Reggae star Desmond Dekker died suddenly last week, from a heart attack, at the age of 64. He was at his home in Surrey when he collapsed. Dekker, who gave his last concert on 11 May, was scheduled to play a number of European dates this summer, including the Respect Festival in Prague. The singer’s manager, Delroy Williams told reporters that Dekker had seemed in good health when he had last seen him, the day before his death. Williams added: “I don’t think I will ever get over this.”
Dekker is, of course, best known for his 1969 hit ‘Israelites’, the first reggae song ever to top the UK chart. Born in Kingston, Jamaica, he began his working life as a welder before making a fulltime career of singing. His band, Desmond Dekker And The Aces, had hits with ‘It Mek’ and ‘007 (Shanty Town)’, as well as the aforementioned ‘Israelites’. In the seventies he moved to the UK, later recording a new hit ‘You Can Get It If You Really Want’. His popularity sadly waned during the eighties and the singer was declared bankrupt in 1984, but he experienced something of a revival in the nineties when a new version of ‘Israelites’ was released and used in TV ads.
Paying tribute to Dekker, reggae DJ Daddy Ernie, of London’s Choice FM, said: “Any history book that you pick up on reggae, Desmond Dekker’s name will have to be in there. People like Desmond Dekker only come along once in a lifetime. This is one of the pioneers that has passed away – his place is definitely cemented in reggae history.”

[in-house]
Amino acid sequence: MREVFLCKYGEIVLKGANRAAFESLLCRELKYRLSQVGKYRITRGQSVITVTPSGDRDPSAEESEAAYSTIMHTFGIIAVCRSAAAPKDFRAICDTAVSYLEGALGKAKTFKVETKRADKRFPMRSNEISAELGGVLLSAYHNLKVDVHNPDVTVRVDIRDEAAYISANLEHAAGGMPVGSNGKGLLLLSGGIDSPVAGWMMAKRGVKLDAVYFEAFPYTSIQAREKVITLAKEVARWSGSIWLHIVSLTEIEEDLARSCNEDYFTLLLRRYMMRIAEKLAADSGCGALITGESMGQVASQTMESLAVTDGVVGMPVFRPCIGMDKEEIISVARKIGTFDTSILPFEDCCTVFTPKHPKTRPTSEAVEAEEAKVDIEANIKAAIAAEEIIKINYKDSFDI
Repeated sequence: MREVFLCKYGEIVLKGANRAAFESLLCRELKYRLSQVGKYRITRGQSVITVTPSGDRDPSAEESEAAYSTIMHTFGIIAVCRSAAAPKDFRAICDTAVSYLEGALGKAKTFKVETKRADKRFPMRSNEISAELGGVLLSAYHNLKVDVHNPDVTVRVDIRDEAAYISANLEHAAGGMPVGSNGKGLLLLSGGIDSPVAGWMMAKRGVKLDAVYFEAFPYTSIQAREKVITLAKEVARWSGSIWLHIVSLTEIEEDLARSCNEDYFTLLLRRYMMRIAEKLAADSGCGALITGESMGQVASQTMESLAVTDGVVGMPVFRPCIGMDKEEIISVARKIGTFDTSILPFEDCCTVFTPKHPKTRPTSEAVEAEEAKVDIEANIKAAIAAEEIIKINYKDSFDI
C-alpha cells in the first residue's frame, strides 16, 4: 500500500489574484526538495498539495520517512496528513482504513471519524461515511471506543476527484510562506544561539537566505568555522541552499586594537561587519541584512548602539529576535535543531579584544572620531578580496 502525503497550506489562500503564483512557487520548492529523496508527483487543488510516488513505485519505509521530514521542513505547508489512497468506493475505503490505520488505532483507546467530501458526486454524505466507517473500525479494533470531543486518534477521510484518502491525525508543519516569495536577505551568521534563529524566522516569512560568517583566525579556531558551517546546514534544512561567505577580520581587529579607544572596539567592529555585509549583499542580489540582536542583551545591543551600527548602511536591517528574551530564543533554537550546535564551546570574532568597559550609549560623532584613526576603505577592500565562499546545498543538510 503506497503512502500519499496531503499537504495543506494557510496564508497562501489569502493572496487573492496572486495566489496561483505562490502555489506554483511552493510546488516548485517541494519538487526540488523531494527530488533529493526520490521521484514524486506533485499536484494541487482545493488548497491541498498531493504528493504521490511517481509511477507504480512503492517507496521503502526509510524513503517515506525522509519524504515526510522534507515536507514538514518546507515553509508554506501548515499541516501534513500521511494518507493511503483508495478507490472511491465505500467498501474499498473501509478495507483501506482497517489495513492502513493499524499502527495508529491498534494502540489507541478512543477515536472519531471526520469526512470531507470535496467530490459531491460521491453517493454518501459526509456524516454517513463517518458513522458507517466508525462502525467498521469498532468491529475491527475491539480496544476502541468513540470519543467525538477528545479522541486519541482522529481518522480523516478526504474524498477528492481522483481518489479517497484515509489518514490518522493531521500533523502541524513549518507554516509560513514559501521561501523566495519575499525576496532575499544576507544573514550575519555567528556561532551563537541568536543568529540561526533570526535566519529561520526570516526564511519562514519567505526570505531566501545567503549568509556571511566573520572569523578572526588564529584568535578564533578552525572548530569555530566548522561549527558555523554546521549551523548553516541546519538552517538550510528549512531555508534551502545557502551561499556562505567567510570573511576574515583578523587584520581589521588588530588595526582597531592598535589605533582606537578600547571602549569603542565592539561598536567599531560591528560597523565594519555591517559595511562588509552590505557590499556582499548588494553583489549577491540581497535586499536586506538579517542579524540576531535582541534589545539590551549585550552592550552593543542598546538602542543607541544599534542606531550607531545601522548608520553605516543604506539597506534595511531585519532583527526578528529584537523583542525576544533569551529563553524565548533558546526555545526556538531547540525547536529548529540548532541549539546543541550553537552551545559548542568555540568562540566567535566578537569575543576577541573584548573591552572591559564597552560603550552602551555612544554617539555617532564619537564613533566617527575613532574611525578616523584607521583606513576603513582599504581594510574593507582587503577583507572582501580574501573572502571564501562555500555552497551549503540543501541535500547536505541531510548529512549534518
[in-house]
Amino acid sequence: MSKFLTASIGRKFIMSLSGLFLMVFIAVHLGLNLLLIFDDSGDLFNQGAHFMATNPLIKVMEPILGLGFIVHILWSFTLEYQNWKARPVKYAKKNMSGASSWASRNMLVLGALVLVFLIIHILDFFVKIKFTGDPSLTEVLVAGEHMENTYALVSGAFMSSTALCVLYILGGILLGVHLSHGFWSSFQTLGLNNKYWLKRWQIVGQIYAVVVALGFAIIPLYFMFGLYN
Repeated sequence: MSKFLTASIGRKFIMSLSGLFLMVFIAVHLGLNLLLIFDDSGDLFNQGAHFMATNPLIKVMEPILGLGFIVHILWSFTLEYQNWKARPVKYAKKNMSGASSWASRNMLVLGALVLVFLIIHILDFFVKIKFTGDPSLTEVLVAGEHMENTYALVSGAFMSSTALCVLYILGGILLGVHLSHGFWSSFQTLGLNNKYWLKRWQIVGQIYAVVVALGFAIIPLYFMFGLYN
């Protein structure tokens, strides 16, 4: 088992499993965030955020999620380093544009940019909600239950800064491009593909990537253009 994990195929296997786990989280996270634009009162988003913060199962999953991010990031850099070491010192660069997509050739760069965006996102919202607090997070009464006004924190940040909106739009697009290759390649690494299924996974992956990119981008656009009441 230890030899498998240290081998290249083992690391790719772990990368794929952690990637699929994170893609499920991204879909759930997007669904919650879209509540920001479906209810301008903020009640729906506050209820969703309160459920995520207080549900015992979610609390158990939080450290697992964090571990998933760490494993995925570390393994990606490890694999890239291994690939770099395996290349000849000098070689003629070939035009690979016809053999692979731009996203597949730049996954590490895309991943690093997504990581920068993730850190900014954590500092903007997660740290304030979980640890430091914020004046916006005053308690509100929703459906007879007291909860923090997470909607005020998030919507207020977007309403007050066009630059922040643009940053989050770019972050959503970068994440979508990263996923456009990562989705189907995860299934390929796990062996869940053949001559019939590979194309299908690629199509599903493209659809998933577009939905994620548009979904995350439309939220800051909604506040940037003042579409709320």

Mark Lamarr, who presents a reggae show on Radio 2, said: “He probably was the first reggae superstar to have hits outside Jamaica in the US and UK. I saw him live dozens of times and he couldn’t do a bad show – he was always magnificent.”
Manager Williams said: “Desmond was the first legend, believe it or not. When he released ‘Israelites’ nobody had heard of Bob Marley – he paved the way for all of them. He was at his peak fitness, he had this big tour coming up for this summer and he was looking forward to it – and then that was it. He died peacefully but it still hurts. I was his manager and his best friend. I don’t think anyone knew how close we were – we go back so far. I didn’t even get the chance to say goodbye properly.”